• Another aspect of prevention is developing more positive orientation toward the other, in place of historical devaluation and dehumanization. Leaders and the media humanizing the other group in words, significant contact across group lines both In the population and leaders, persistent dialogue that includes a focus on people’s feelings and developing trust are all important.
    • Past victimization and woundednesss is an important contributor to violence by groups against others—and to the difficulty in resolving conflict. Helping groups heal, through constructive forms of commemoration, engagement with painful experience in a supportive context, and in other ways, can help prevent violence. So can awareness of the culture maintaining woundedness and shaping perceptions of events.
    • Building constructive institutions is essential to maintain and foster positive change: an effective and equal justice system, schools that treat children belonging to different groups equally and promote positive relations between them, police and military that maintain security.
    • Understanding the influences that lead to violence, and that can help prevent violence, has a variety of benefits in prevention—as the work of my associates and I shows in Rwanda, Burundi and the Congo.
    • While reconciliation between hostile groups can help prevent violence, it is essential after violence to prevent new violence. Some requirements for reconciliation are healing, truth, justice, creating collective memories that do not blame the other— and to the extent possible, shared histories.
    • Political conditions and processes in a country make prevention easier or more difficult.

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Building Sustainable Peace

Kevin P. Clements (University of Otago, New Zealand)

The building of sustainable peace (pre and post conflict) requires a radical re-conceptualization of violent conflict, harmony and peace. Starting with concepts of negative and positive peace, this chapter will critique state centric, UN concepts of peace building which stress state and multilateral action aimed at guaranteeing security, strengthening weak states, disarming warring parties, decommissioning and destroying weapons, repatriating refugees etc and what can be thought of as “political reconciliation”.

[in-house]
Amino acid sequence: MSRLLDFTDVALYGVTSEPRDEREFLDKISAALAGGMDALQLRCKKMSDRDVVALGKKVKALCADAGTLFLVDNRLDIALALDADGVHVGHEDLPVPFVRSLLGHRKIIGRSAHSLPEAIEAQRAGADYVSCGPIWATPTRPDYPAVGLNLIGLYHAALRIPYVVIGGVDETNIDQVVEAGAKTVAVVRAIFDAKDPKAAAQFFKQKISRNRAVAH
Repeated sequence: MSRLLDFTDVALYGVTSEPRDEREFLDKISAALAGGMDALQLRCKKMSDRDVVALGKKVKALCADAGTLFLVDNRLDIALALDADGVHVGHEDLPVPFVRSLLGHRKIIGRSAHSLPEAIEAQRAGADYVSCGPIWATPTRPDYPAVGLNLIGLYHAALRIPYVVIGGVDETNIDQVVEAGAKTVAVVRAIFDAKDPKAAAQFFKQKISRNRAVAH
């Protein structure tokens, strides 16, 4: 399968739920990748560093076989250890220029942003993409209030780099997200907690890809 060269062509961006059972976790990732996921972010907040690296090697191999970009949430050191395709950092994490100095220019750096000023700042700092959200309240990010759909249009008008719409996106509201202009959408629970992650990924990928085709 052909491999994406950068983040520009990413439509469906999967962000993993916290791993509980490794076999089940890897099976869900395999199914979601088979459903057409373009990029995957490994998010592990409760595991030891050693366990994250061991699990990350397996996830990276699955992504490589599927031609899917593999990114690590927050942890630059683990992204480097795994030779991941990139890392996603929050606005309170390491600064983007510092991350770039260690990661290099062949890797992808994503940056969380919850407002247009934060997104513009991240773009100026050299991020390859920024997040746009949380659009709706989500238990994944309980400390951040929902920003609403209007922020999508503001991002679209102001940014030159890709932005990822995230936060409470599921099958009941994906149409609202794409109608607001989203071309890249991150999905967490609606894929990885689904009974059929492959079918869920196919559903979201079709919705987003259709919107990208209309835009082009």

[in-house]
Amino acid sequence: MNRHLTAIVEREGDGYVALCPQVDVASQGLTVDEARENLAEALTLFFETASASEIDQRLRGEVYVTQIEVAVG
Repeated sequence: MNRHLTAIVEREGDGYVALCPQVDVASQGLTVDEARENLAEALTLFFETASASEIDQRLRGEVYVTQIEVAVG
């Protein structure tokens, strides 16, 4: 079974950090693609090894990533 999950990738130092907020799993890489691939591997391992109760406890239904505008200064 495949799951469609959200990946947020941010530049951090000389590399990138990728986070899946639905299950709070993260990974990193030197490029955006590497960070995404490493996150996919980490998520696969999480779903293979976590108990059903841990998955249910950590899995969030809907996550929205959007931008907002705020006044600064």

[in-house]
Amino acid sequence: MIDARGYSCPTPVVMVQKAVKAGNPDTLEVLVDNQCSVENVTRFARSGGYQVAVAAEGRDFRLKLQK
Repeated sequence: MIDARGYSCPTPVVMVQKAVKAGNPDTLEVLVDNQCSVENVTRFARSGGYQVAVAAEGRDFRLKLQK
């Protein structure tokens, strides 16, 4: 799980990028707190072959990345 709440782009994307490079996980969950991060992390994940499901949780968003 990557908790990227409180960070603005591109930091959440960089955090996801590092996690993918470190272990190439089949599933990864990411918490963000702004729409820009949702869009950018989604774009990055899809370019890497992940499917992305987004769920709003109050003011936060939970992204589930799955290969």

It will focus attention on the roles of non state actors (at multiple levels) acting (in concert with state actors) to build healthy social relationships in strong and resilient communities. In order to achieve these objectives individual actors and change oriented movements need to have a solid economic base and some vision of the sort of community they wish to realize. Something like Martin Luther King’s vision of a “beloved community” seems like a good starting point. Such a vision is based on a rejection of the logic of dominance, which is the dominant logic of most political systems, and replaces it with a logic of relationship. The logic of relationship is reinforced by modern neuroscience and challenges the competitive individualist assumptions which underpin many un-peaceful states.

The prospects for sustainable peace in political systems that are grossly unequal, inaccessible and remote are low. The “beloved community” concept, however, is a much better prospect. It requires sustainable development and political systems which are participatory and transparent. It also demands active citizenship and a radical commitment to egalitarian communities (See Wilkinson and Picket, 2009). Focusing on the formation of a “beloved community “ as a means for building sustainable peace means paying attention to institutions that can guarantee security and welfare (economic well being), educational institutions that are capable of enlarging empathetic and altruistic capacities and a justice system that sees justice in Joseph Fletcher’s terms as “love distributed”.

In this ideal, justice is aimed at the restoration of relationship and the building of community and less oriented to revenge and punishment. In post conflict environments where individuals and collectivities have experienced significant trauma, community institutions and processes need to be developed to deal with what Judy Atkinson (2006) calls “trauma trails”. Individuals and communities, together, have to walk, relive and respond to these trails so that they can restore functional relationships and overcome the paralyzing consequences of violence. This is an essential element in generating both a beloved community and sustainable peace.

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Concluding Remarks

Herbert Kelman (Harvard University, USA) 

Linda Tropp and Herbert Kelman in photo


Thursday, June 17, 2010 - 10:00